Mentoring can be done by anyone, at any time, and in almost any place. Many of you will be able to recall a rewarding professional relationship that informed and enhanced your learning and development. In this section we'll explore the formal mentoring relationship.

The mentoring process
The mentor relationship
Personal review

The mentoring process

Mentoring is usually defined as a relationship between an experienced and a less experienced person in which the mentor provides guidance, advice, support and feedback to the mentee. It can be a focused, planned relationship where the mentor assists the mentee achieve greater self-awareness, identify and plan alternatives and initiate and evaluate actions. Mentoring relationships have a clear start, evolution and ending.

Coaching is the more specific process of learning from or about a task while actually performing it. Coaches can be supervisors, experienced co-workers or colleagues.

Mentoring is a learning process which supports much of what is currently known about how individuals learn, including the importance of experiential and work-based learning. Technology is also assisting mentoring in organisations, as mentors and mentees connect through electronic mail and videoconferencing. The trend towards group mentoring, in which the mentor is the learning leader of a 'learning group' is also proving popular.

The mentor relationship

Mentoring can be viewed as a partnership, with both parties freely contributing to the discussion as equals working together. The relationship is based on mutual respect, cooperation and acceptance.

The mentor relationship can be:
  • flexible
  • one-off, short or longer term
  • formal or informal
  • structured or unstructured.
Your mentor may be:
  • a supervisor
  • colleague
  • respected person outside the workplace.
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What are the key skills of a good mentor?

Mentors should have a high level of competence and a willingness and commitment to help another person develop. Some of the key skills of a good mentor include:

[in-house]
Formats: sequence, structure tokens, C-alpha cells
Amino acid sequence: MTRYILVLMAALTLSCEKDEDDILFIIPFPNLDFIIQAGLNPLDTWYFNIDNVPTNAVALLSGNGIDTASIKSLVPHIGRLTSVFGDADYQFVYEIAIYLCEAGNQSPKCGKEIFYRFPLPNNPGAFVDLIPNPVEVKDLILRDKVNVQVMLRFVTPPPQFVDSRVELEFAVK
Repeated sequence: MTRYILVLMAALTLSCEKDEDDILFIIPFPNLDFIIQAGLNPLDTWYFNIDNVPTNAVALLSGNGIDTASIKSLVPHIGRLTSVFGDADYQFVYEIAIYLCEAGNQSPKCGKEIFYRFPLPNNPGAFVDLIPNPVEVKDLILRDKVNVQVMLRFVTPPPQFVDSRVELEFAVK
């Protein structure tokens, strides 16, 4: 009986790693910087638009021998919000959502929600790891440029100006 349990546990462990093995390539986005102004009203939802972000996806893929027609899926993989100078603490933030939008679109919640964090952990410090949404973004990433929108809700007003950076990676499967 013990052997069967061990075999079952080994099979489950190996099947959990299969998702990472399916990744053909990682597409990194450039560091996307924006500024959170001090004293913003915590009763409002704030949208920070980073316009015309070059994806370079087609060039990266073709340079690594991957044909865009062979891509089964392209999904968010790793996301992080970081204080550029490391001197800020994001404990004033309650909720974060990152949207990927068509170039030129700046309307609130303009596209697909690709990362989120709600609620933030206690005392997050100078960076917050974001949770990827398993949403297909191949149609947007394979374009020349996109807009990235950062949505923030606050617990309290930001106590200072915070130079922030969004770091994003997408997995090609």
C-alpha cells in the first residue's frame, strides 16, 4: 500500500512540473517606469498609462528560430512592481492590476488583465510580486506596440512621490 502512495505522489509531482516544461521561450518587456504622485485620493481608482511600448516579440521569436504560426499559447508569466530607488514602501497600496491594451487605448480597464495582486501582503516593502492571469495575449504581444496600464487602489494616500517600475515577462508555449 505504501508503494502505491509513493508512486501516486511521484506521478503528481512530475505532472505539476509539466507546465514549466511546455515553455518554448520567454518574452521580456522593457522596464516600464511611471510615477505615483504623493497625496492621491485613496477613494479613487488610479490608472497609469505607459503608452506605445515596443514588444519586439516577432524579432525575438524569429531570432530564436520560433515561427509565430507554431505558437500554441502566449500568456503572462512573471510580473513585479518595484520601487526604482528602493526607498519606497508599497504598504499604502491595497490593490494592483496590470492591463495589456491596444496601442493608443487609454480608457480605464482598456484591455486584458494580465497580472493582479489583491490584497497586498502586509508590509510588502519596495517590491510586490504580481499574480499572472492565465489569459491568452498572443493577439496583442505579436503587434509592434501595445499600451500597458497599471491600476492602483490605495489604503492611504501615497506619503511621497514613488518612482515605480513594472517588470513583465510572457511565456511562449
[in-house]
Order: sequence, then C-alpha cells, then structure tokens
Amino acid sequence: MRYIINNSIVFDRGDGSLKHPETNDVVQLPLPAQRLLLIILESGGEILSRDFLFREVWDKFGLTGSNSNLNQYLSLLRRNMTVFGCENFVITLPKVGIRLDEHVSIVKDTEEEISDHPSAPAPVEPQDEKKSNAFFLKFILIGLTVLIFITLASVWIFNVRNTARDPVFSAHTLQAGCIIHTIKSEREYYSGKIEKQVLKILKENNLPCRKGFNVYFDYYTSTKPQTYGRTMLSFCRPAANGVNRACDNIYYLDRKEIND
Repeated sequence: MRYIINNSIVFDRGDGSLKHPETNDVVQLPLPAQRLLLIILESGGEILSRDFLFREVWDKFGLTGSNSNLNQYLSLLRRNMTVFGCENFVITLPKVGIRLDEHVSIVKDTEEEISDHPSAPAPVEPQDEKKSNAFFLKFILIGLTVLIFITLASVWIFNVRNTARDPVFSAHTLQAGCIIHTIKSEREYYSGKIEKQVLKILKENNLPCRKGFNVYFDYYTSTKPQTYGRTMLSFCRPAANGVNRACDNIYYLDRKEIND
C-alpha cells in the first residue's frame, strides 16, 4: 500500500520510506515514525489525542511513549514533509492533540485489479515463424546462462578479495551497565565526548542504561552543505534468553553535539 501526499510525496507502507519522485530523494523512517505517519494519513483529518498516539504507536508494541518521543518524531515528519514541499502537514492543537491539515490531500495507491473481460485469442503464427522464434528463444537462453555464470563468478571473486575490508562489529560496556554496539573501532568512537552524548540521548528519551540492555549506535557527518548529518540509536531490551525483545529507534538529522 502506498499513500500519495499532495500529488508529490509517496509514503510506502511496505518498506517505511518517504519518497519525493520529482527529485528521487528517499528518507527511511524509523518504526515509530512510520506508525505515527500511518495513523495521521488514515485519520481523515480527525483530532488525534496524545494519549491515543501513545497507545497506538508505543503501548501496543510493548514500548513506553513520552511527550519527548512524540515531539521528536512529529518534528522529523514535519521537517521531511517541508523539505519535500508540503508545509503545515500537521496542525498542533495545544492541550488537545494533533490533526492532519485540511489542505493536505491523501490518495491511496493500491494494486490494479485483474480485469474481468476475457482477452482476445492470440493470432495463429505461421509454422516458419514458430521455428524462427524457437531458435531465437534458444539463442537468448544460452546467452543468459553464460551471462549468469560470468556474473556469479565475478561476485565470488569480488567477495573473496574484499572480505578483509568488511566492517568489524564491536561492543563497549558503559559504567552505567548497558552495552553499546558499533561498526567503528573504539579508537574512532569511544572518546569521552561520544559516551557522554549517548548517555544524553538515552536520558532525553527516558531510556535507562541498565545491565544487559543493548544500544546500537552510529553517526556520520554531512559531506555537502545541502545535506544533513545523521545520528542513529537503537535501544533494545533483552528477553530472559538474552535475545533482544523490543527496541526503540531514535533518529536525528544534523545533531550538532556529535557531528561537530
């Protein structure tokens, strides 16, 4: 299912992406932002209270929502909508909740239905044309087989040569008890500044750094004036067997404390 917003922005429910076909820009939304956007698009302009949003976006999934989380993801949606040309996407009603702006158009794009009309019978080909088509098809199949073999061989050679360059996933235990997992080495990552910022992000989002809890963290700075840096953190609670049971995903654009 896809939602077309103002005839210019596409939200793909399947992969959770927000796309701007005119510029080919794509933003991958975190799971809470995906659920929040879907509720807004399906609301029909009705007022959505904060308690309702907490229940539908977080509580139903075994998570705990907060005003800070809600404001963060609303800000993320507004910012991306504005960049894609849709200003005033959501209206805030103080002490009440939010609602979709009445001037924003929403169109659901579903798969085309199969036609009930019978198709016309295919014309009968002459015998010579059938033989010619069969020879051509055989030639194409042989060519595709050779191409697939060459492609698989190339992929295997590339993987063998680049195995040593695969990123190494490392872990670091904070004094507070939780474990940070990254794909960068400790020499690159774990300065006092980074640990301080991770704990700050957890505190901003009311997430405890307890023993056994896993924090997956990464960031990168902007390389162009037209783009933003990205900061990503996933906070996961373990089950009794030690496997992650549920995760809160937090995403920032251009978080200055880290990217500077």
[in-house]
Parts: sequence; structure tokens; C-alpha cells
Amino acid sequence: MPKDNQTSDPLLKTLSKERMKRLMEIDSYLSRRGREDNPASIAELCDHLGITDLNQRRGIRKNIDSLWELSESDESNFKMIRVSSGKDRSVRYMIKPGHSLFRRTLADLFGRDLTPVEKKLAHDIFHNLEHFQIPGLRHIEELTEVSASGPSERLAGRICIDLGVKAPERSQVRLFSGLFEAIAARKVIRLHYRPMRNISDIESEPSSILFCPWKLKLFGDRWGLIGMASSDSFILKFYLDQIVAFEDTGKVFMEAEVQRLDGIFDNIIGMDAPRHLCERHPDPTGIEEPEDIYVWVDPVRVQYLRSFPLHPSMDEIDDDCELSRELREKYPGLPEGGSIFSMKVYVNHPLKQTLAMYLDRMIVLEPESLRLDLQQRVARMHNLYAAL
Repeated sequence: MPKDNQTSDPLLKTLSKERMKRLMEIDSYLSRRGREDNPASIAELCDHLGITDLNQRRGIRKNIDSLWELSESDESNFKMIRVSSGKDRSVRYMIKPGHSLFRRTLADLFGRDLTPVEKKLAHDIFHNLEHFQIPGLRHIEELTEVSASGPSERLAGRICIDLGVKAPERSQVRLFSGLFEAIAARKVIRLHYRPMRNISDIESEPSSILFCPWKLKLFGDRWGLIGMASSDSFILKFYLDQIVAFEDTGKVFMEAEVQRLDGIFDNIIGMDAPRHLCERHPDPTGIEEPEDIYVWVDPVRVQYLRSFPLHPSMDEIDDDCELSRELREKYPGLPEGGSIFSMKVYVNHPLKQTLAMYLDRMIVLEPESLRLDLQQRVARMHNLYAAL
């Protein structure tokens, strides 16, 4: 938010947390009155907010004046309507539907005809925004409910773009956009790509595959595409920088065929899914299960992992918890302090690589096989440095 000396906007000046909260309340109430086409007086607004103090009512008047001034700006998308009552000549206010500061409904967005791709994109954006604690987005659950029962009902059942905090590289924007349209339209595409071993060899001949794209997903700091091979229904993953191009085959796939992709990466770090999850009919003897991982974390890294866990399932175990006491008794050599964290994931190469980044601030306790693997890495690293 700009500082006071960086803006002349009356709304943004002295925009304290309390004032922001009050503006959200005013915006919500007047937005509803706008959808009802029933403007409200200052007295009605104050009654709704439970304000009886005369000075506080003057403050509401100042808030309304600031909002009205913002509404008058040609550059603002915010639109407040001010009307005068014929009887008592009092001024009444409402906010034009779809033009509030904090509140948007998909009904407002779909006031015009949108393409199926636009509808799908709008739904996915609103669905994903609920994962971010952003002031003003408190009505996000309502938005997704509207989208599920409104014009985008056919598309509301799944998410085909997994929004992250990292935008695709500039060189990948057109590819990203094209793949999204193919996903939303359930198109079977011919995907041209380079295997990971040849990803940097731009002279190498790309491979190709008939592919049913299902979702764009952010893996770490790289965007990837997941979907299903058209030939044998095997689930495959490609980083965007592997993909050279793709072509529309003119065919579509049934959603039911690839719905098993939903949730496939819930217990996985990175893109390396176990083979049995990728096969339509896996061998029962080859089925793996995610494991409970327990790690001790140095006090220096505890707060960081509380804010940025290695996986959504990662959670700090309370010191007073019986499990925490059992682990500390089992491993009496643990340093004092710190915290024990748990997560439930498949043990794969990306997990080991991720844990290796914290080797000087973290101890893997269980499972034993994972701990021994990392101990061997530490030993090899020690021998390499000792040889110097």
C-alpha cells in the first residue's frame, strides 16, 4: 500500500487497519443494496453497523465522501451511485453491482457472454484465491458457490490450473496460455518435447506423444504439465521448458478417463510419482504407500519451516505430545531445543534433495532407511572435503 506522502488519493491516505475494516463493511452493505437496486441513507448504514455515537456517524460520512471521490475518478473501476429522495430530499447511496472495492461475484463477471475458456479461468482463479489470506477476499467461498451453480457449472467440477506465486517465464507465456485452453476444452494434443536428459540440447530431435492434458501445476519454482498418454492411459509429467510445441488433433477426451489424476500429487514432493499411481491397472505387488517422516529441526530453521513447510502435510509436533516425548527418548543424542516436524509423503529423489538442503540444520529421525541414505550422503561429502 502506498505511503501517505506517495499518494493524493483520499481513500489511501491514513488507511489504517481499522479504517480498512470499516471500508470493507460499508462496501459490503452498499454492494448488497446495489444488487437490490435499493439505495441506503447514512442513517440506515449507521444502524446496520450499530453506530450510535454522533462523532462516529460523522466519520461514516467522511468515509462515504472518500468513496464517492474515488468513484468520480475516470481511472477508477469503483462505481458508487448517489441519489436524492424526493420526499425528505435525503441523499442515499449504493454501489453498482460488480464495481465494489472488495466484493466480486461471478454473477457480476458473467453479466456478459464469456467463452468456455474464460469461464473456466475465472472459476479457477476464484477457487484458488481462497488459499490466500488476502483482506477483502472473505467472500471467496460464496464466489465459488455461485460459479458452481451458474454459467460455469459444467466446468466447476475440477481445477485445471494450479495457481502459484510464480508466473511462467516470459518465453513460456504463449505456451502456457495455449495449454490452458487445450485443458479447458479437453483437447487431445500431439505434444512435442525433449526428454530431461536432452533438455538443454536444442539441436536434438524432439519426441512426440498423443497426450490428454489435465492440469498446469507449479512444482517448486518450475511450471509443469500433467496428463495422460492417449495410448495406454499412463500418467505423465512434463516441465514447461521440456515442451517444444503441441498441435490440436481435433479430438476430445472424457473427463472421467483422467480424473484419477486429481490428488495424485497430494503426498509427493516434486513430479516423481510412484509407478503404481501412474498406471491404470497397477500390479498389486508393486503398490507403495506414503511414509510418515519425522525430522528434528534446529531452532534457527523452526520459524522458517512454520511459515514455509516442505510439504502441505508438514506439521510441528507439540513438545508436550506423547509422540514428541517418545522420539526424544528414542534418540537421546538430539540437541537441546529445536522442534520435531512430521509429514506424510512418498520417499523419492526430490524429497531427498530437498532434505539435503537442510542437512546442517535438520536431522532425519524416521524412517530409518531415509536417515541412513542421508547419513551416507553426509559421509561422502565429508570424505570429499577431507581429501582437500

• strong expertise in their specific area
  • organisational knowledge
  • strong interpersonal and communication skills
  • status and prestige
  • ability to share credit
  • patience and risk-taking
  • willingness to share responsibility for learning and personal development
  • ethical practice
  • strong supervisory skills.

What are the responsibilities of the mentee?

The mentee's role in the mentoring relationship is an active one in which they take a large degree of responsibility for their own learning. This requires the mentee to:
  • identify their own learning needs
  • be willing to seek challenging assignments and new responsibilities
  • be receptive to feedback and coaching.

What are the benefits of mentoring?

Task - writing exercise

Working with a colleague, identify and discuss the potential benefits of a formal mentoring relationship. Record your ideas.

Task - possible answers

The benefits of having a mentor are numerous. They can:
  • facilitate your workplace learning
  • provide information and insight
  • discover and develop talent and skills
  • tap into informal communication channels
  • explain the 'unwritten rules'
  • teach specific skills and share knowledge
  • coach in effective behaviours
  • encourage and support you to achieve goals
  • assist in goal-setting and planning
  • provide new or different perspective
  • model skills and behaviour
  • challenge in a supportive way
  • encourage critical reflection
  • provide feedback on observed performance.
In short, you have a personal guide to assist you to set and reach your goals.
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What can go wrong?

It takes work to develop a successful mentoring relationship. Possible pitfalls include:
  • mentors fail to give sufficient time and attention to mentee
  • mentees become too dependent on mentors
  • mentees are unable to take responsibility for their own development.
A number of problems can be avoided by setting clear guidelines for the relationship at the outset by negotiating a mentoring agreement.

What is a mentoring agreement?

The mentoring agreement will:
  • specify the learning objectives which the mentee would like to achieve and an action plan for how this can be achieved
  • outline the duration of the relationship
  • clarify roles and responsibilities of the mentee and mentor
  • outline agreements on time and frequency of meetings and feedback sessions
  • outline the types of contact (e.g. this can include face-to-face meetings and contact by telephone and e-mail)
  • agree how sensitive issues will be handled (e.g. confidentiality)
  • specify the procedure for dealing with difficulties that cannot be resolved between the mentor and mentee
  • set dates for reviewing the mentoring relationship.
There may be a number of other learning strategies in which you have a particular interest and the following exercise will provide you with the opportunity to explore some of these.

Personal review

Return to your learning strategies 'mind map' and undertake the following exercise.

Task - writing exercise

  1. Select five or more of the learning strategies in Topic 3.2 which you consider may be useful.
  2. Reflect on these strategies and identify some potential benefits and drawbacks of each.
  3. Write these up in your mind map (see example below).

Example using the strategy "mentoring"

Potential benefits:
  • goal-setting
  • different perspective
  • feedback
  • support
  • modelling
  • reflection time
Top of pagePotential drawbacks:
  • no mentor available
  • mentor does not have the skills
  • lack of support by organisation